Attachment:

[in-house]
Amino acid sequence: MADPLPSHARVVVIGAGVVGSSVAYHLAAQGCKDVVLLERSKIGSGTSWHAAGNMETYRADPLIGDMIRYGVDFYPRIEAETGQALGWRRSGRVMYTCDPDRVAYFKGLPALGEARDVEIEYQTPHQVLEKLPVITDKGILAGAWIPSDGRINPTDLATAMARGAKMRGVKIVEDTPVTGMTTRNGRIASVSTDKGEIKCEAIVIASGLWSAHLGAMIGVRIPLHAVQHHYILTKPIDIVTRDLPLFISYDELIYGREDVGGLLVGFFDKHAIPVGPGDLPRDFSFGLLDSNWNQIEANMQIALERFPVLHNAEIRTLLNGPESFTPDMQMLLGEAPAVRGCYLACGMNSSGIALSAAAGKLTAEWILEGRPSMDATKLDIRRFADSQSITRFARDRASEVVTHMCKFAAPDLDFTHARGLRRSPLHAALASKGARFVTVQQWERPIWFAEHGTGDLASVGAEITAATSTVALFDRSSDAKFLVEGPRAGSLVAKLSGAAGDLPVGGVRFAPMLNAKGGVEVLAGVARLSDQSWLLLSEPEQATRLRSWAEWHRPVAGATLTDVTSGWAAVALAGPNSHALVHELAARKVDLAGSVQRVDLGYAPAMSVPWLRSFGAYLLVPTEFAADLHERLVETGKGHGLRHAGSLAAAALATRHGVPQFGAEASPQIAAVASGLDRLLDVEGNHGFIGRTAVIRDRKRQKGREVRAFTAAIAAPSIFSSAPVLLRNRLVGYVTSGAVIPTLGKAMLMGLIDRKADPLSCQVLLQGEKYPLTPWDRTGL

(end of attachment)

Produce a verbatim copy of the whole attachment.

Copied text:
[in-house]
Amino acid sequence: MADPLPSHARVVVIGAGVVGSSVAYHLAAQGCKDVVLLERSKIGSGTSWHAAGNMETYRADPLIGDMIRYGVDFYPRIEAETGQALGWRRSGRVMYTCDPDRVAYFKGLPALGEARDVEIEYQTPHQVLEKLPVITDKGILAGAWIPSDGRINPTDLATAMARGAKMRGVKIVEDTPVTGMTTRNGRIASVSTDKGEIKCEAIVIASGLWSAHLGAMIGVRIPLHAVQHHYILTKPIDIVTRDLPLFISYDELIYGREDVGGLLVGFFDKHAIPVGPGDLPRDFSFGLLDSNWNQIEANMQIALERFPVLHNAEIRTLLNGPESFTPDMQMLLGEAPAVRGCYLACGMNSSGIALSAAAGKLTAEWILEGRPSMDATKLDIRRFADSQSITRFARDRASEVVTHMCKFAAPDLDFTHARGLRRSPLHAALASKGARFVTVQQWERPIWFAEHGTGDLASVGAEITAATSTVALFDRSSDAKFLVEGPRAGSLVAKLSGAAGDLPVGGVRFAPMLNAKGGVEVLAGVARLSDQSWLLLSEPEQATRLRSWAEWHRPVAGATLTDVTSGWAAVALAGPNSHALVHELAARKVDLAGSVQRVDLGYAPAMSVPWLRSFGAYLLVPTEFAADLHERLVETGKGHGLRHAGSLAAAALATRHGVPQFGAEASPQIAAVASGLDRLLDVEGNHGFIGRTAVIRDRKRQKGREVRAFTAAIAAPSIFSSAPVLLRNRLVGYVTSGAVIPTLGKAMLMGLIDRKADPLSCQVLLQGEKYPLTPWDRTGL